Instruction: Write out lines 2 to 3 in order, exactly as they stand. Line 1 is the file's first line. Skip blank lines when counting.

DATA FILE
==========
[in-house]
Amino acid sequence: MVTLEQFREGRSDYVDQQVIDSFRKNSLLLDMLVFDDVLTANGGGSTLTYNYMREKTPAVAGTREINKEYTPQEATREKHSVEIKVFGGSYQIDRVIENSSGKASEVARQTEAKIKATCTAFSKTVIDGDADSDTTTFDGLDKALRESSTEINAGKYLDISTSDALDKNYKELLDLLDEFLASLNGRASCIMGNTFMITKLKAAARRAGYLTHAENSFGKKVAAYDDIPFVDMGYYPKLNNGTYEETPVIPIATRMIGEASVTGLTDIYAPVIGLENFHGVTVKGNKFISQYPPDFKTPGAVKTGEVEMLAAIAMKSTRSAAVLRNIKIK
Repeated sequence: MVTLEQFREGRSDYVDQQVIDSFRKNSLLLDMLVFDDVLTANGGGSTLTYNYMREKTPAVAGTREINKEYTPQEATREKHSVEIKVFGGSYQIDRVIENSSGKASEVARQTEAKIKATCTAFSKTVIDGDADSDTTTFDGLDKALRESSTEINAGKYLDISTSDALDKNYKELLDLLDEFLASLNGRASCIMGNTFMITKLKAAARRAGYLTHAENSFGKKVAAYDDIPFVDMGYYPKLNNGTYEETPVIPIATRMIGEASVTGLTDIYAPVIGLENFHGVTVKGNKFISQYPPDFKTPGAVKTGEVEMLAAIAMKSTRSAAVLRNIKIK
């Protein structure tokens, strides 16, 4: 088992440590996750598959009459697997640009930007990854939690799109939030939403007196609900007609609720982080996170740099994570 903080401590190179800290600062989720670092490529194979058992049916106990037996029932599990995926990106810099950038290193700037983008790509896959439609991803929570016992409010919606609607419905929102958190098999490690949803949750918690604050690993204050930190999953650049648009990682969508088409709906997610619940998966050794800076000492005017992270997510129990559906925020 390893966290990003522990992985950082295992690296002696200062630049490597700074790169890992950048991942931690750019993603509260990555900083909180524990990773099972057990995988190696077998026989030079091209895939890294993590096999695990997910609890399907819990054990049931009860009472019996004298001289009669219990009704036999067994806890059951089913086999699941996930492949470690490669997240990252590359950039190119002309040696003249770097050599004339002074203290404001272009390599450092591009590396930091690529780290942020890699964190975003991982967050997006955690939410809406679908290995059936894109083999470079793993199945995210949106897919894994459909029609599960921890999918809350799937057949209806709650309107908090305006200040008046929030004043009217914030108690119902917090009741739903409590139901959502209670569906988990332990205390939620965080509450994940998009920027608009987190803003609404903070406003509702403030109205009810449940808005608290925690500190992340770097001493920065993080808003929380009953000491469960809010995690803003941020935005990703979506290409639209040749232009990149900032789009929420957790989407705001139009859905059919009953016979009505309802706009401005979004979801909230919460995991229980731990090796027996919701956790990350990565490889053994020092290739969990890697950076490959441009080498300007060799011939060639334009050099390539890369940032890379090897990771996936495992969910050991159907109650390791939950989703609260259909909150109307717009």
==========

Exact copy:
Amino acid sequence: MVTLEQFREGRSDYVDQQVIDSFRKNSLLLDMLVFDDVLTANGGGSTLTYNYMREKTPAVAGTREINKEYTPQEATREKHSVEIKVFGGSYQIDRVIENSSGKASEVARQTEAKIKATCTAFSKTVIDGDADSDTTTFDGLDKALRESSTEINAGKYLDISTSDALDKNYKELLDLLDEFLASLNGRASCIMGNTFMITKLKAAARRAGYLTHAENSFGKKVAAYDDIPFVDMGYYPKLNNGTYEETPVIPIATRMIGEASVTGLTDIYAPVIGLENFHGVTVKGNKFISQYPPDFKTPGAVKTGEVEMLAAIAMKSTRSAAVLRNIKIK
Repeated sequence: MVTLEQFREGRSDYVDQQVIDSFRKNSLLLDMLVFDDVLTANGGGSTLTYNYMREKTPAVAGTREINKEYTPQEATREKHSVEIKVFGGSYQIDRVIENSSGKASEVARQTEAKIKATCTAFSKTVIDGDADSDTTTFDGLDKALRESSTEINAGKYLDISTSDALDKNYKELLDLLDEFLASLNGRASCIMGNTFMITKLKAAARRAGYLTHAENSFGKKVAAYDDIPFVDMGYYPKLNNGTYEETPVIPIATRMIGEASVTGLTDIYAPVIGLENFHGVTVKGNKFISQYPPDFKTPGAVKTGEVEMLAAIAMKSTRSAAVLRNIKIK